|— Split Totals —||22||127||5.80||8 (36%)||4 (18%)||2 (9%)||33|
|12||22||1.83||1 (8%)||1 (8%)||0||10|
Cook received the majority his attempts during his rookie debut out of the singleback formation, lined up a few yards deep with quarterback Sam Bradford under center. He recorded 12 attempts for 22 yards out of this alignment, with 10 of the carries out of this alignment being run to the inside of the formation.
While he did struggle to find consistent success rushing the ball downhill without a lead-blocker, he did turn in a key 10-yard rush with the Vikings facing 3rd & 1 and backed up near their own goal line.
|5||80||16.0||4 (80%)||2 (40%)||2 (40%)||33|
The second-most prominent alignment Minnesota used to employ its talented rookie against New Orleans was the shotgun formation. Cook received five carries flanked either to the left or right of Bradford, finding plenty of success along the way.
He recorded attempts of 32 and 33 yards out of the shotgun, amassing at least five yards on 80 percent of his carries out of this particular formation. In total, Cook finished the night with 80 of his 127 yards (63%) out of the shotgun, an alignment the Vikings had notably struggled to rush the ball effectively out of during the latter years of the Peterson era.
|3||18||6.0||2 (67%)||1 (33%)||0||10|
In addition to receiving lateral handoffs out of the shotgun, Cook also recorded downhill rushing attempts out of the shotgun formation. Lined up a few yards behind Bradford in a variation to the shotgun alignment, the rookie recorded three rush attempts for 18 yards — all of which came during the third quarter.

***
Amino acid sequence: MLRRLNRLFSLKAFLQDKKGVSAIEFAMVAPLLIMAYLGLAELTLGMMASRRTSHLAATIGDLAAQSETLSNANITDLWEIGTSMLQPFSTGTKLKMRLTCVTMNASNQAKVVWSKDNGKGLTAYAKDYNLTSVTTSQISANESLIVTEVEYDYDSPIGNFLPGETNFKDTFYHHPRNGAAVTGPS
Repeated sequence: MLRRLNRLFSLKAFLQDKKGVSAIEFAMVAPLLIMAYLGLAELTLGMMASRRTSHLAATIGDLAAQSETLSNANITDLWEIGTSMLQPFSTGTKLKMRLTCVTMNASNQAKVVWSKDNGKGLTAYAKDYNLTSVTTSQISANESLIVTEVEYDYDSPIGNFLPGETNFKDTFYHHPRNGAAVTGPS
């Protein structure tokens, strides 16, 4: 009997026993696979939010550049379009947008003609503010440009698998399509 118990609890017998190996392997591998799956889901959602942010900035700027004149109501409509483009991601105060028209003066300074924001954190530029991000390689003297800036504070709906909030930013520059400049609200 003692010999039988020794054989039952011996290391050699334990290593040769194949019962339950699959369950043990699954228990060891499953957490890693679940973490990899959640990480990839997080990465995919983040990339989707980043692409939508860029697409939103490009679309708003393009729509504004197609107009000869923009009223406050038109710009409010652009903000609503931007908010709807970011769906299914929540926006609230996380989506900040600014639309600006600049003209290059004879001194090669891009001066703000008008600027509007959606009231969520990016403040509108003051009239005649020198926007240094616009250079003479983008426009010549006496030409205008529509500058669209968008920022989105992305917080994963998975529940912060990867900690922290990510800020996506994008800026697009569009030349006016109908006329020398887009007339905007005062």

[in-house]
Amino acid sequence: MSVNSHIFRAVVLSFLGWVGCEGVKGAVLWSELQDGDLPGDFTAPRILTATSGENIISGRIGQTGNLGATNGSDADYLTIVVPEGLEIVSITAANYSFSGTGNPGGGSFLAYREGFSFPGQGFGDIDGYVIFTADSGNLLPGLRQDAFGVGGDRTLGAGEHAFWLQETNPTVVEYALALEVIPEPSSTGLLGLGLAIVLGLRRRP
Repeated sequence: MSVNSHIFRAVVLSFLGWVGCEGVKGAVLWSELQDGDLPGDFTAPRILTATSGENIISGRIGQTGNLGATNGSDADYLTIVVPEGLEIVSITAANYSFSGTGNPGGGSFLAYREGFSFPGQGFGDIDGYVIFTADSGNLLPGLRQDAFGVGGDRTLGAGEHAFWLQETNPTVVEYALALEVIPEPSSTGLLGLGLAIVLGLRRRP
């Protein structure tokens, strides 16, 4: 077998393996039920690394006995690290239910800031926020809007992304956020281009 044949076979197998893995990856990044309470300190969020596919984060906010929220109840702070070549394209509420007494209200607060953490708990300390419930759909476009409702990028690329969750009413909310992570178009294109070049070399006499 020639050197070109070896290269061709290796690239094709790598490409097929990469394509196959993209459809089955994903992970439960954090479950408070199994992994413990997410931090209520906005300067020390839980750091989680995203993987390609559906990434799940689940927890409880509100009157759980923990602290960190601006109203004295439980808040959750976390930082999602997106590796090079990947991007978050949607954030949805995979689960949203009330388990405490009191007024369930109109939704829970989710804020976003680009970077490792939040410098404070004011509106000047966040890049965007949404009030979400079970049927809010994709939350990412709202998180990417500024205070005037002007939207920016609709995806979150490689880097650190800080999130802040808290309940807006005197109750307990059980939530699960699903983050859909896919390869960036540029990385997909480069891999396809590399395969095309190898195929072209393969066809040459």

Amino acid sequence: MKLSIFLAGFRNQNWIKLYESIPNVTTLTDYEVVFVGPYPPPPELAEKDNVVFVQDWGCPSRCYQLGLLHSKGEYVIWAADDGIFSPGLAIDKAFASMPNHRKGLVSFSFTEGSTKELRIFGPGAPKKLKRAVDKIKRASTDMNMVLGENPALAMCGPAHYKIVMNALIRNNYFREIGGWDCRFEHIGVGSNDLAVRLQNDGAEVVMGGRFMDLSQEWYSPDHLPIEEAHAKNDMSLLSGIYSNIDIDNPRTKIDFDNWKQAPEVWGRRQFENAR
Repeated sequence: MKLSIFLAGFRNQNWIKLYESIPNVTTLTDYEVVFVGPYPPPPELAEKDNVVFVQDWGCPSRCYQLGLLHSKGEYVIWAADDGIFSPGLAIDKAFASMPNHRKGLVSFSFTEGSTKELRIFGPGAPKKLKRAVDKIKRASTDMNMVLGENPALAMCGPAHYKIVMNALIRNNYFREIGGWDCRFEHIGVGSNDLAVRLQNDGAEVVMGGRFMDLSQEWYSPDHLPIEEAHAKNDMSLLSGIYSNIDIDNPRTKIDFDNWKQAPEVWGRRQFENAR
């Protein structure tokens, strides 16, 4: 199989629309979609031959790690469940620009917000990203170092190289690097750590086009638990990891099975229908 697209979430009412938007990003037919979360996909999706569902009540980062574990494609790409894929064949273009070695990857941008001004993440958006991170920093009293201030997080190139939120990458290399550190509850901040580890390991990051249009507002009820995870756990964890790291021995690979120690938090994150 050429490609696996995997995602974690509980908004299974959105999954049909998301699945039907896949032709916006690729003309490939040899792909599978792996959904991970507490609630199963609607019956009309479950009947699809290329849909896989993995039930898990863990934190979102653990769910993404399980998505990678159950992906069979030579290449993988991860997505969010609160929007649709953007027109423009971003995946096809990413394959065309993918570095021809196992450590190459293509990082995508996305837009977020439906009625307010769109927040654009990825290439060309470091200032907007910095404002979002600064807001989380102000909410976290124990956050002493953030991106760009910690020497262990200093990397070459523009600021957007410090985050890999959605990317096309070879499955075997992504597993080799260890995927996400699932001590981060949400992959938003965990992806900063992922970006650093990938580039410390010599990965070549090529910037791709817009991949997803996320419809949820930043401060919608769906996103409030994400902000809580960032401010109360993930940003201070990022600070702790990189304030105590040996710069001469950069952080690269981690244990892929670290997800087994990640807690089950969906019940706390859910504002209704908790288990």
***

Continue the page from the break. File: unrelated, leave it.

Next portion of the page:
The very small sample size argues both consistency and effectiveness, as Cook managed at least five yards on 67 percent of his carries out of the pistol, topping out at 10 yards on an attempt to the outside with 13:23 remaining on the third quarter game clock.
The I-Formation has been a staple of Minnesota’s rushing attack for many years, as much of Peterson’s success throughout his tenure with the Vikings came with fullback Jerome Felton paving the way. Shurmur did not call for Cook to run much out of the I-Formation during his debut, as the rookie recorded just two carries with a lead-blocker in front of him against New Orleans.
Of his two attempts out of this alignment, Cook maxed out with a five-yard attempt to close out the third quarter.
|Quarter||Time Stamp||Formation||Alignment||Down & Distance||Comp/Incomp||Route||Yards||Notes|
|1st||8:17||Shotgun||Backfield||1st & 10||Complete||Curl||4||Bobble|
|2nd||1:37||I-Form / Offset||Backfield||2nd & 5||Complete||Swing||4|
|2nd||1:21||Shotgun||Backfield||1st & 10||Complete||Angle||2|
|2nd||0:07||Empty||Wide||1st & Goal||Incomplete||Slant||0||Nearly Intercepted|
|3rd||11:16||Shotgun||Backfield||3rd & 3||Incomplete||Flat||0||Drop|
Cook was consistently effective as a rusher and performed well beyond expectation in pass protection, but if there was one area of his game that left some to be desired it was catching the ball as a receiver. The rookie was targeted on five passes, of which he hauled in three for a total of 10 yards. However, he also dropped a pass coming out of the backfield on 3rd & 3, a miscue that ultimately did not prove to be a factor on the scoreboard.
As a receiver, Cook primarily received his targets out of the backfield, but Bradford did look his way on a slant route from the outside of the formation. This particular pass was nearly intercepted by defensive end Cameron Jordan, who unexpectedly dropped into coverage, converging with Cook as Bradford’s throw arrived.